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Enabling Learning and Assessment
Enabling Learning and Assessment
Enabling Learning and Assessment
Enabling Learning and Assessment
Enabling Learning and Assessment
Enabling Learning and Assessment
Enabling Learning and Assessment
Enabling Learning and Assessment
Enabling Learning and Assessment
Enabling Learning and Assessment
Enabling Learning and Assessment
Enabling Learning and Assessment
Enabling Learning and Assessment
Enabling Learning and Assessment
Enabling Learning and Assessment
Enabling Learning and Assessment
Enabling Learning and Assessment
Enabling Learning and Assessment
Enabling Learning and Assessment
Enabling Learning and Assessment
Enabling Learning and Assessment
Enabling Learning and Assessment
Enabling Learning and Assessment
Enabling Learning and Assessment
Enabling Learning and Assessment
Enabling Learning and Assessment
Enabling Learning and Assessment
Enabling Learning and Assessment
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Enabling Learning and Assessment

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This is a presentation I created on assessment as part of a teacher training course

This is a presentation I created on assessment as part of a teacher training course

Published in: Education, Technology
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  • 1. 1406 Enabling Learning and Assessment Item 1 By Charlotte Bell
  • 2. FORMAL AND INFORMAL STRATEGIES USED IN MY TEACHING My subject specialism is information technology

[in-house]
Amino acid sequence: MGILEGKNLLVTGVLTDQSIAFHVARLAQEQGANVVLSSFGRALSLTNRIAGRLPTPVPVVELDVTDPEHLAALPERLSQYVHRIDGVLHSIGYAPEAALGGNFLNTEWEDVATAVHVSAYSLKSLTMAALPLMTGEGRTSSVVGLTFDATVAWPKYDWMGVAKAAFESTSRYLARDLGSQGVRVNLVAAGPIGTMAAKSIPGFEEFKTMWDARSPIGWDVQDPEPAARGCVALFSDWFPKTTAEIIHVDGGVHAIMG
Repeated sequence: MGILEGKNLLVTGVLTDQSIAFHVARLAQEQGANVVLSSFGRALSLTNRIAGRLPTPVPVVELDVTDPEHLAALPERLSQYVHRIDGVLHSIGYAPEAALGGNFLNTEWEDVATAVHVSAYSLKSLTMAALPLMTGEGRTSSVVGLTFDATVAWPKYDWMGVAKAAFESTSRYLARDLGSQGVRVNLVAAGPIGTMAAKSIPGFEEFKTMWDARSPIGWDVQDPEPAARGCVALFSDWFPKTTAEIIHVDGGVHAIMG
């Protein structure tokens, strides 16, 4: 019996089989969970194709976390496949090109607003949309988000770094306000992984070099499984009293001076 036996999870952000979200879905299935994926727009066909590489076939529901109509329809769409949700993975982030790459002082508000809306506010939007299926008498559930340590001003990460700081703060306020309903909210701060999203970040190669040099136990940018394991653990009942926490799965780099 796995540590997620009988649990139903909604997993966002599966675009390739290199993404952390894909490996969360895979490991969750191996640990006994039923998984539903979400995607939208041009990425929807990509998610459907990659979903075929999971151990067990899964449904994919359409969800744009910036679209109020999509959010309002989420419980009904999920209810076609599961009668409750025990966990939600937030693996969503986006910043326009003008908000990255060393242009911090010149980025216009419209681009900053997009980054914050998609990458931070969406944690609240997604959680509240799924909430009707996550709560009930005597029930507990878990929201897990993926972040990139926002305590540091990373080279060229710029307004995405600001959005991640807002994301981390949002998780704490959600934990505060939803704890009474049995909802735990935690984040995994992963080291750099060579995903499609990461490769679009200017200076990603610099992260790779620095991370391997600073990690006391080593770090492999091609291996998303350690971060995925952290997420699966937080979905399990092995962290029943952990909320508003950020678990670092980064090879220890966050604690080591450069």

• 3. Formal Assessment The most formal assessment strategy I use is the summative assessment at the end of each unit. As my subject specialism is very practical, learners need to be able to demonstrate various criteria in order to prove that they possess the relevant knowledge and skills to pass the unit. I have to make judgements on the assignment and decide whether they have met all the criteria. Each learner has two opportunities to pass the assignment; if they don’t achieve first time then I give them motivational feedback about where they went wrong and allow them to correct their mistakes.
  • 4. “The output of assessment is ‘evidence’; evidence is the confirmation that assessment has occurred and the way it is proven” (Wilson, 2009, p267)
  • 5. Initial Assessment • The initial assessment for my course is done formally as it is used to stream the groups so the learners are placed with others of similar ability. • It is a short online quiz that is done individually which indicates the learners prior knowledge in each topic. • A more informal ‘skills audit’ is also provided as a cross-reference where the learners can self-assess their abilities.
  • 6. Informal Assessment • The majority of assessment within my teaching is informal and formative. I have found that there are lots of informal strategies that work well in assessing:
  • 7. Informal Assessment • A useful start to a topic is to gauge the learners previous experience. • One way I like to do this is to use Padlet an online wall where you can add ‘post-its’.